, 332 (2) (246 SE2d 385
) (1978). Nonetheless, "to recover lost profits one must show the probable gain with great specificity as well as expenses incurred in realizing such profits. In short, the gross amount minus expenses equals the amount of recovery." Kitchens v. Lowe, 139 Ga. App. 526
, 531 (228 SE2d 923
) (1976). Further, the losses must be directly traceable to the acts of the other party. Tri-State Systems v. Village Outlet Stores, 135 Ga. App. 81
, 84 (2) (217 SE2d 399
In the case at bar, we agree with the trial court that appellant's alleged lost profits were too remote and speculative to be recovered. First, given that the 1988 mailing list was formulated from criteria different from that of prior years, the claimed losses could not be traced directly to any acts or omissions of appellee. Second, there is no evidence of either net profits or data from which appellant's net profits from the mailings could be calculated. Although he presented evidence of his gross profit and the expenses incurred in mailing the solicitations each year, there is nothing in the record to indicate what expenses appellant incurred in performing the services he provided to the respondents either in 1988 or in the prior years, and thus no evidence from which an inference could be drawn that his net profits had declined in 1988. See Department of Transp. v. Vest, 160 Ga. App. 368
, 369 (1) (287 SE2d 85
) (1981); compare Bennett v. Smith, 245 Ga. 725
, 727 (267 SE2d 19
"The burden of establishing the non-existence of any genuine issue of fact is upon the movant for summary judgment, and all doubts are resolved against him. [Cits.] In order to prevail, the defendant-movant is required to pierce the allegations of the complaint and to establish as a matter of law that the plaintiff could not recover under any theory fairly drawn from the pleadings and the evidence. [Cit.]" Thompson v. Huckabee Auto Co., 190 Ga. App. 540
, 541 (1) (379 SE2d 411
) (1989). However, once the defendant-movant makes a prima facie showing he is entitled to judgment as a matter of law, the plaintiff-respondent must come forward with rebuttal evidence at that time or suffer judgment against him. Balke v. Red Roof College Park Co., 190 Ga. App. 779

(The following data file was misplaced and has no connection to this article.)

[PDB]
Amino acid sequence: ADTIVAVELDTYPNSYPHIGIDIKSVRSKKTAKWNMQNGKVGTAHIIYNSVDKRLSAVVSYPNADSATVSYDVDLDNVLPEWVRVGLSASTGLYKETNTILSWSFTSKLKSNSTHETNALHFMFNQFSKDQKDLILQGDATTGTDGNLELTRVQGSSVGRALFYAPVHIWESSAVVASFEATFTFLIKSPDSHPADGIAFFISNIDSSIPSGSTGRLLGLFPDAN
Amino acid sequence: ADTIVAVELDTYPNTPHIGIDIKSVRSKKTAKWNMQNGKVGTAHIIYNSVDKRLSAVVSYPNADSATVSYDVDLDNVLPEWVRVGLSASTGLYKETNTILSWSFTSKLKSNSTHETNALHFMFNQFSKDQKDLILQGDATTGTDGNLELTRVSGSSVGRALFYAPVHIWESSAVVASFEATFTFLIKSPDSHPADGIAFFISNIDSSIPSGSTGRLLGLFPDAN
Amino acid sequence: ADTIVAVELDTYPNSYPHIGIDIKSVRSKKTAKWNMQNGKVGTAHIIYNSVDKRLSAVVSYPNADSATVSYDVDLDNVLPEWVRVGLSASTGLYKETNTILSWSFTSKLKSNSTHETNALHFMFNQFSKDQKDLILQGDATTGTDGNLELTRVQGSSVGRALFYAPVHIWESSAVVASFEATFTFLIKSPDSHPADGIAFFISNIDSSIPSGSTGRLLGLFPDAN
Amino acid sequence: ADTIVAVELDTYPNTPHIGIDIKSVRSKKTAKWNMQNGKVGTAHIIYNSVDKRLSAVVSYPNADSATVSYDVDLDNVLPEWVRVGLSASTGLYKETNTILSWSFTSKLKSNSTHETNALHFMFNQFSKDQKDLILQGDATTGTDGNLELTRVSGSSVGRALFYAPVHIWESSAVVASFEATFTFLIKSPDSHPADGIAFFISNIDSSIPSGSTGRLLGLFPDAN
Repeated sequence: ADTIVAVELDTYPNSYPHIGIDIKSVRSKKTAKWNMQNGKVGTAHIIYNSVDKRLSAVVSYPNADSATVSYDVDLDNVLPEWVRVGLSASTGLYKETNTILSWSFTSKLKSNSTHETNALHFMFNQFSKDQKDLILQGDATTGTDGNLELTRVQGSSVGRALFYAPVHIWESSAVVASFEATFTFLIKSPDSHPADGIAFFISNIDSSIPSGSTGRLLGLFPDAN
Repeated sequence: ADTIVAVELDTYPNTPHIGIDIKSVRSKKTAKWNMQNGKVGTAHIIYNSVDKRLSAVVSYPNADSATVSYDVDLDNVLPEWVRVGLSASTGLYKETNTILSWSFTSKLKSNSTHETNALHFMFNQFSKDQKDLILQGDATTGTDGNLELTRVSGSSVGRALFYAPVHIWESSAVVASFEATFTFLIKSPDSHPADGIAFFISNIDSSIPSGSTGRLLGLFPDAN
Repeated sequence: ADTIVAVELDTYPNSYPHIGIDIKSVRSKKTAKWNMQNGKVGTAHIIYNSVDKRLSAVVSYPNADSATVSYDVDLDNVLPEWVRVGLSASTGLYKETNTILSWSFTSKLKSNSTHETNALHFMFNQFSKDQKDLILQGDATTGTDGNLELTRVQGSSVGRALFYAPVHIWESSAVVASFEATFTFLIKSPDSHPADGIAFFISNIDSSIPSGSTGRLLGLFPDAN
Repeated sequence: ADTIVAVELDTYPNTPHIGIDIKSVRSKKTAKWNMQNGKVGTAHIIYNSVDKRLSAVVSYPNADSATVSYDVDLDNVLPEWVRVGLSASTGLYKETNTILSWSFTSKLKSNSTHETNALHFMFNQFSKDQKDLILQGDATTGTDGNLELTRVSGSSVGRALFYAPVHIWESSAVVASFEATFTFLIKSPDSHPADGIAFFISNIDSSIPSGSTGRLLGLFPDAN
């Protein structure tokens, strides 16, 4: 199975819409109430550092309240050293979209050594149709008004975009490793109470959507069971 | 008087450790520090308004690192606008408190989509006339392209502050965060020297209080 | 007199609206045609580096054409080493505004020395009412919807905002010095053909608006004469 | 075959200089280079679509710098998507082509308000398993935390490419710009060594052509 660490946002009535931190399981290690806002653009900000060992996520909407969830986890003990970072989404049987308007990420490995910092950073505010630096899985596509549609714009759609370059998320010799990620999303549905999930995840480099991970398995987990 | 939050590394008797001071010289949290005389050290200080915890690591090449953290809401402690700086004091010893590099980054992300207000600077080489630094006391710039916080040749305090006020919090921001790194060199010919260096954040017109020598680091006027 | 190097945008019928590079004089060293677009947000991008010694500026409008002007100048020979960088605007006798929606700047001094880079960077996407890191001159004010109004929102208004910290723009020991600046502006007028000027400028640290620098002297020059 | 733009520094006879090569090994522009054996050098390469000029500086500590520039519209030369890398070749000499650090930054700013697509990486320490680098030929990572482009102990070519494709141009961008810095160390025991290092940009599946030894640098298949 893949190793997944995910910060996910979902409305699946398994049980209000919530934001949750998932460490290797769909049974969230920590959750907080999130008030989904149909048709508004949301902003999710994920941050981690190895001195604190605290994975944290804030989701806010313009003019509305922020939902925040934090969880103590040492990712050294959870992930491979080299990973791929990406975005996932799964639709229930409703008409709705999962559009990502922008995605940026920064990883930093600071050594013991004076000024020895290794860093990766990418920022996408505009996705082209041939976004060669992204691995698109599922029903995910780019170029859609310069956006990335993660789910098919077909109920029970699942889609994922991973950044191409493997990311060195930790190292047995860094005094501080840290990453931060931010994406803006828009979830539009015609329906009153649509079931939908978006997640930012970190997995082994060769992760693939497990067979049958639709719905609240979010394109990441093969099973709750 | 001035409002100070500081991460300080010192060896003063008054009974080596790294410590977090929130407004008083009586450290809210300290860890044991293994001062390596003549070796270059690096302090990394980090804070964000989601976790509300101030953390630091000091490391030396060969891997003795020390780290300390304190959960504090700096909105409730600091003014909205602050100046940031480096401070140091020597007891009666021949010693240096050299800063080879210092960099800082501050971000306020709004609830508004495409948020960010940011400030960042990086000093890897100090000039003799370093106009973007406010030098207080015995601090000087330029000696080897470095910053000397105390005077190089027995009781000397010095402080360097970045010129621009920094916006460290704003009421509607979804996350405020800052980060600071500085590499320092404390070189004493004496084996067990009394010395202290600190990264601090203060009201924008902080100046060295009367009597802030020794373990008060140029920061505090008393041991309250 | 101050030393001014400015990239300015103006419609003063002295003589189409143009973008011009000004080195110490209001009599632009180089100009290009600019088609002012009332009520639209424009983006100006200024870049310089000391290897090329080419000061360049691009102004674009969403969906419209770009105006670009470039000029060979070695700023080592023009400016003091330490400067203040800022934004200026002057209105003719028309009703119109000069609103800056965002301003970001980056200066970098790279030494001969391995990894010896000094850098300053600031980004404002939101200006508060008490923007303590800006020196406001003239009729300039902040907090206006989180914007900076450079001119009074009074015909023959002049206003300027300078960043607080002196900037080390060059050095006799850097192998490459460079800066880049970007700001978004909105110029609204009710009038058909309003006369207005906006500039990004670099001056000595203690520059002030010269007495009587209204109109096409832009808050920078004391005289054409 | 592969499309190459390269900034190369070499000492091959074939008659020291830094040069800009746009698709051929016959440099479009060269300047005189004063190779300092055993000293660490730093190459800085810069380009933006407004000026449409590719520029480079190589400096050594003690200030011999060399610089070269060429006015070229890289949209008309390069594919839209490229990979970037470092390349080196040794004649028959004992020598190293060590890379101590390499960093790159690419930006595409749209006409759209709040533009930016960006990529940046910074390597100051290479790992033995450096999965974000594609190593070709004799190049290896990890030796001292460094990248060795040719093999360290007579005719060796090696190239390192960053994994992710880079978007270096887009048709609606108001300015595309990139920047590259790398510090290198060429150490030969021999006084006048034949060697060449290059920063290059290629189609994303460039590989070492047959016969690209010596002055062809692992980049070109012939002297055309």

, 781 (2) (380 SE2d 61
) (1989). "A defendant who has cast upon a plaintiff the burden of responding with evidence to create or preserve a genuine issue of fact is entitled to prevail by summary judgment in the absence of any rebuttal evidence." (Citations and punctuation omitted.) Id. Appellant maintains that appellee did not meet this burden because it presented only appellant's deposition testimony and discovery responses in support of its summary judgment motion rather than offering any affidavit testimony of its own. We do not agree, for we have recognized that a defendant-movant is entitled to summary judgment when the plaintiff-respondent's own testimony reveals an absence of evidence on an essential element of the claim. See Player v. Bassford, 172 Ga. App. 135 (322 SE2d 520) (1984)
. Here, once appellee presented appellant's own testimony in support of its contention that appellant could not show lost net profits with a reasonable degree of certainty, the burden shifted to appellant to produce some evidence creating a genuine dispute on that issue. Since appellant failed to produce any evidence regarding operating expenses or net profit, the trial court properly granted summary judgment to appellee on the issue of lost profits. See generally Balke, supra at 781 (2).
3. Our decision in Division 2 renders moot appellant's remaining enumeration of error.
James B. Richardson, for appellee.